Chicago at night

05 Feb 2015 19:13

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This is a letter I wrote to my mom in April 2012. I had moved to Chicago and was staying Uptown in a house with my old friend Mo. Mom thought I should share it.

Hi Mom,

I want to tell you a story about the context of my life here in Chicago. Not the actions, conferences, trainings, consulting, or mentees, but the world around and over it all, vivid enough that you can fly out your office window and be here with me for a moment.

I live in a beautiful house in a beautiful city with my beautiful mentor, Mo. Beauty is about looking, but it is also about knowing something deeper.

When I look and know, I am looking and knowing from someplace, from a particular position, from a place and experiences, full of blind spots and full of my own truth. My vision and knowledge is partial and incomplete, but it is mine.

In this neighborhood, rabbits hop and wait in the grassy strips beside roads and the grassy lots where houses used to be. everywhere someone seems to be standing determined with defiant dignity. The wind blows my skirt around while I wait on the elevated platform for the train or walk a long way at night or try to get warm by the fire in the half-barrel barbecue pit across the street from the Woodlawn Clinic.

The lake is always to the east, and so are you and dad and Caleb, further east, and then the ocean. That is my geography, how I stay anchored, like awareness of the location of the river in New Orleans. But the lake is broad, a whale, an enormous creature, while the river was a slithering and deadly snake, unsettled and moving against its confinement in artificial levees. I like the silent bulk of the lake, especially at night, and the sleeping breath of it on the wind.

Mom, this city is like when you stretch out and yawn before you get up. It is a spreading pool of slow but living blood. I love its embrace.

Broadway at night

About 5 L stops north of the Loop on the red line, you exit the train onto the crumbling 150 year old platform. The track workers lay straight lines onto disintegrating piers, and later in the year they will tear up that deformed, settled track and lay straight lines again. The woman in the station booth is always there at this time of night, friendly but preoccupied.

On the street, under the nighttime sky, closed businesses hold their ground behind plate glass, not crowding in, just waiting patiently for the morning. Tank Noodle. Trang Viet. Hairdressers and barbershops, corner stores and groceries, Vietnamese restaurants and an asian medicine shop.

Across the wide expanse of Broadway is my neighborhood, quieter and more residential behind the library, with lillies of the valley and trilliums and violets planted at the bases of the trees, and bunnies under the street lights. One of the houses is mine and Mo's, and up a few steps you could find me typing this from my place on the sofa in the first floor apartment. The window behind the radiator is open a little to let in the cool night breeze, and Tiny the fish has pushed himself between an artificial frond and the glass of his tank to rest.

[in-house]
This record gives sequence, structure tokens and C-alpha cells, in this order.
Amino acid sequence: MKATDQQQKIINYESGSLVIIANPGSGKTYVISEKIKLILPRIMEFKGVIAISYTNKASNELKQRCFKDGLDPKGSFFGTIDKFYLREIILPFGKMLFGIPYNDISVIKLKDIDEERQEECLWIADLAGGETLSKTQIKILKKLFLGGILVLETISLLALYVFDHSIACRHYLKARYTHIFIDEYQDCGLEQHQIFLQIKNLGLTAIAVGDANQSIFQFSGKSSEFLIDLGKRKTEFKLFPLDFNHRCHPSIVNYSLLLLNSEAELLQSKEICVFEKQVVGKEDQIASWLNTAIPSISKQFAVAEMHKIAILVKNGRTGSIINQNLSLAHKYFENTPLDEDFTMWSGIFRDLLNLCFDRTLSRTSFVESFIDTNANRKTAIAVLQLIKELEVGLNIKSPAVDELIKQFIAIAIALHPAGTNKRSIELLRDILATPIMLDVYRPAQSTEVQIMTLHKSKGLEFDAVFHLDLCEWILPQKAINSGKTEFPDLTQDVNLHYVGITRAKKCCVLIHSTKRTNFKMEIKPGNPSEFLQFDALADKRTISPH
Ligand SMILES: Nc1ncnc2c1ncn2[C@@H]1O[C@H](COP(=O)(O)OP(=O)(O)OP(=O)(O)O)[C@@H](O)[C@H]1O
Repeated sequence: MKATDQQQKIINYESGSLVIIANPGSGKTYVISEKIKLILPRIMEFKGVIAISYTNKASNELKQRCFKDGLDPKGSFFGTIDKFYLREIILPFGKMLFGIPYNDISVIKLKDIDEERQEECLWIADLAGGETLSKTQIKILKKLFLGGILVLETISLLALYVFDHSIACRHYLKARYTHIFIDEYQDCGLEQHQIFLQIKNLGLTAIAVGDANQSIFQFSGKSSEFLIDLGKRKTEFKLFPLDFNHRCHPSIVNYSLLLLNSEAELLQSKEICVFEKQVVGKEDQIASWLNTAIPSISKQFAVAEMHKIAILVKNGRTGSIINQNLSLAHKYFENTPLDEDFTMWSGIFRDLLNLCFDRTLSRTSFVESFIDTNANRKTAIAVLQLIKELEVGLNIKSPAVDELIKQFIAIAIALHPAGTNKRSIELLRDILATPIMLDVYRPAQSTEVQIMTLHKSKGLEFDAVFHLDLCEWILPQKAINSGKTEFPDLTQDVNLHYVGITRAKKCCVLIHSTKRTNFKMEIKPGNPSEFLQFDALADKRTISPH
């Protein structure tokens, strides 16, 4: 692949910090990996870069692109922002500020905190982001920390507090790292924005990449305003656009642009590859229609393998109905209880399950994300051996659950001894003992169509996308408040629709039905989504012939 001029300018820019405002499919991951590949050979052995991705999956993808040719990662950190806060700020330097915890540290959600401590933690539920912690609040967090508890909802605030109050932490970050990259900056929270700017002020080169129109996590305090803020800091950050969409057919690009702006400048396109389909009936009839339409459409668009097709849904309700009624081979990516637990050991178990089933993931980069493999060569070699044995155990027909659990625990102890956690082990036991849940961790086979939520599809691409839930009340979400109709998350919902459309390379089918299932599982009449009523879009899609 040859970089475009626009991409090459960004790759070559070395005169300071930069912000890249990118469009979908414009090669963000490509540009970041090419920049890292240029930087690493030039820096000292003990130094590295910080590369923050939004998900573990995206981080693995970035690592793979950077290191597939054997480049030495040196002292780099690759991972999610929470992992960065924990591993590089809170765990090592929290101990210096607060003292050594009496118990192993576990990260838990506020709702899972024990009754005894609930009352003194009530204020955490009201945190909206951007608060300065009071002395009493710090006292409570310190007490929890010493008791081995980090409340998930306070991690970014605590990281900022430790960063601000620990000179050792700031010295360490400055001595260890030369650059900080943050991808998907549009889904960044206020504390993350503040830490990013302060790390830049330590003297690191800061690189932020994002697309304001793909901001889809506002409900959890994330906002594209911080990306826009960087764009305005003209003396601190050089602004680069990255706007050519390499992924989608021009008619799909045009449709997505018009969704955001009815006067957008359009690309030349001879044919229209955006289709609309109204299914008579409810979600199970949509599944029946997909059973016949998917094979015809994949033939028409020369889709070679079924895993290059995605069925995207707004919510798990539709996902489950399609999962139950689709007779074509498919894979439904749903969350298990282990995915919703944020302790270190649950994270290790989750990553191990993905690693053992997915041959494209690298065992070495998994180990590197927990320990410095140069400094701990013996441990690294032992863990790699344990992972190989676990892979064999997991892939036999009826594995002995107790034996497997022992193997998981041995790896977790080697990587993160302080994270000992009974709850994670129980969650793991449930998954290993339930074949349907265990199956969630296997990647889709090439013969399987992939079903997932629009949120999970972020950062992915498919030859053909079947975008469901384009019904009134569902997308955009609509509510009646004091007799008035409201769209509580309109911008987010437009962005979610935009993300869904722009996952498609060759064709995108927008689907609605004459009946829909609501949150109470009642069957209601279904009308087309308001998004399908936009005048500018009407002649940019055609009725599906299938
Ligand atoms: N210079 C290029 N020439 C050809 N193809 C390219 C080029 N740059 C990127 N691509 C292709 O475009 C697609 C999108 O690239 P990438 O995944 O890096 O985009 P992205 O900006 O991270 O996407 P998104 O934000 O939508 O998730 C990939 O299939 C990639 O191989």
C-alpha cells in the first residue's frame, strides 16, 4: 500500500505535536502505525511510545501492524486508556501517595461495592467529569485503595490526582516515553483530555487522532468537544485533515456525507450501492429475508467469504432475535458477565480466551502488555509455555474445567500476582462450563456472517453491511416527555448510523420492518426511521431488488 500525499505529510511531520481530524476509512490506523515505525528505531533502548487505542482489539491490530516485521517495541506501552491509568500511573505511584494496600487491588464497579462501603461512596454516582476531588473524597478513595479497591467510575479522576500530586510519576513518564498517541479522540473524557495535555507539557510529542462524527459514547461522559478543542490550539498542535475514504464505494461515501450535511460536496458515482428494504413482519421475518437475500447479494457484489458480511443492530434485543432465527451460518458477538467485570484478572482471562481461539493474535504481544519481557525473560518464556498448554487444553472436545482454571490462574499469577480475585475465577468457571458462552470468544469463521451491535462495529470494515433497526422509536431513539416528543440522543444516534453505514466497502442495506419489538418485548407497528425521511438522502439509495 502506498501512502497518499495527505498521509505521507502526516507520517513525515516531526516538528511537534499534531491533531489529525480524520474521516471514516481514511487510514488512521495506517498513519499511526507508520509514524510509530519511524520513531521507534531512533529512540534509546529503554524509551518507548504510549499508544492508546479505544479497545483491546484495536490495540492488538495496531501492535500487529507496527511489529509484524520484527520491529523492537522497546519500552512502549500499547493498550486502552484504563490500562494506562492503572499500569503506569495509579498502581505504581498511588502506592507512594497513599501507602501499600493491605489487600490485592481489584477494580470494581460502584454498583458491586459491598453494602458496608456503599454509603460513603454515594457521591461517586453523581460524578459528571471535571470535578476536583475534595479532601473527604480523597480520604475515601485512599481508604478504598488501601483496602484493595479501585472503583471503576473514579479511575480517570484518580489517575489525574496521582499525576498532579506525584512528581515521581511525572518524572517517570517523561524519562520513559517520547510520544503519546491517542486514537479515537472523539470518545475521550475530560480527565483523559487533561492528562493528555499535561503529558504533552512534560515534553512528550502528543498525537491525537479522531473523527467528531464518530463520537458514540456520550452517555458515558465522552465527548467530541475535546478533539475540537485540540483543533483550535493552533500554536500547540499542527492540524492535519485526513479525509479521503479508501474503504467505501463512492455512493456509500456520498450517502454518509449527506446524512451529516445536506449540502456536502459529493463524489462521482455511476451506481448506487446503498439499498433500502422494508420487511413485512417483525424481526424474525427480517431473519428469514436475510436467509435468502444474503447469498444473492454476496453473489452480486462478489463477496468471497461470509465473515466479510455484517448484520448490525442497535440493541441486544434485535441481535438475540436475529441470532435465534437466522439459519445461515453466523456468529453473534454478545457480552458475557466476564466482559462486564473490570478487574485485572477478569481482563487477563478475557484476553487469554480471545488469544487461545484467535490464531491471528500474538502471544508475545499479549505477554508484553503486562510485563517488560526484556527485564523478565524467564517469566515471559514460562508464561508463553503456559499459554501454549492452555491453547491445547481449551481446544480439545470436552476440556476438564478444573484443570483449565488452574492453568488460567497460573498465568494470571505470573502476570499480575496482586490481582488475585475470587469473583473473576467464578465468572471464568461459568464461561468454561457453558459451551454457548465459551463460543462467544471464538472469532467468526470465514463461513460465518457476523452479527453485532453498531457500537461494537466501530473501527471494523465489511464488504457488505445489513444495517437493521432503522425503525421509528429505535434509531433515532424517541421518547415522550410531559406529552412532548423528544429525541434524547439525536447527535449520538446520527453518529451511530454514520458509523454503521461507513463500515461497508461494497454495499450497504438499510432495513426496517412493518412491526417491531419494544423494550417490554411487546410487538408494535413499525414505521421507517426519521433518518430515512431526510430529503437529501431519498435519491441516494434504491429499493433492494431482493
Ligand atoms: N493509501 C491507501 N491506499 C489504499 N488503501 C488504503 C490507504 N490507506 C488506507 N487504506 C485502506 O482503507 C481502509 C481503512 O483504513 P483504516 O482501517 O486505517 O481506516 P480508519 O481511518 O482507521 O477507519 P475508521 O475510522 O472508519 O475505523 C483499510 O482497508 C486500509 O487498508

An hour ago, Mo got home from a long day of meetings. I made myself a salad with green leaf lettuce, Italian peppers in olive oil, cherry tomatoes, carrots, and asaigo cheese. I covered a chunk of crusty bread from the oven with butter. I ate my salad and bread while she stepped outside to smoke a hand-rolled cigarette and we talked through the open door.

She told me about the people she stayed with at past actions. The woman in the Cleveland ghetto on 13th street in 2000 who worked from her home doing phone sex. The woman in Quebec who did internet sex. The horribly hot garage in Miami where she slept with bugs crawling on her after a 4 day train ride from Montana and waiting 5 hours in the rain for Mackel to pick her up from the train station in West Palm Beach.

She also told me about her beautiful first husband who she met in Baltimore when she was 20 and he was 28. How much love they had, and how they had to split up after seven years because of the violence a racist society throws at interracial couples, no matter how deep their love.

A lot of what I like about living with Mo here in Chicago is being with her when she is at a time in her life when she is reflecting back over her 57 years. I can listen to her for hours, and I laugh, and my heart breaks, and I wonder about things.

She is in bed now in her room, watching her "trashy British mysteries" on her laptop in her nightshirt until she falls asleep under her wool blanket with the galloping Montana wild horses printed huge and brown on it.

I'm on the sofa, about to roll out my bed and crawl under my old quilts, where I will hug a pillow and sleep.

Love, Grace

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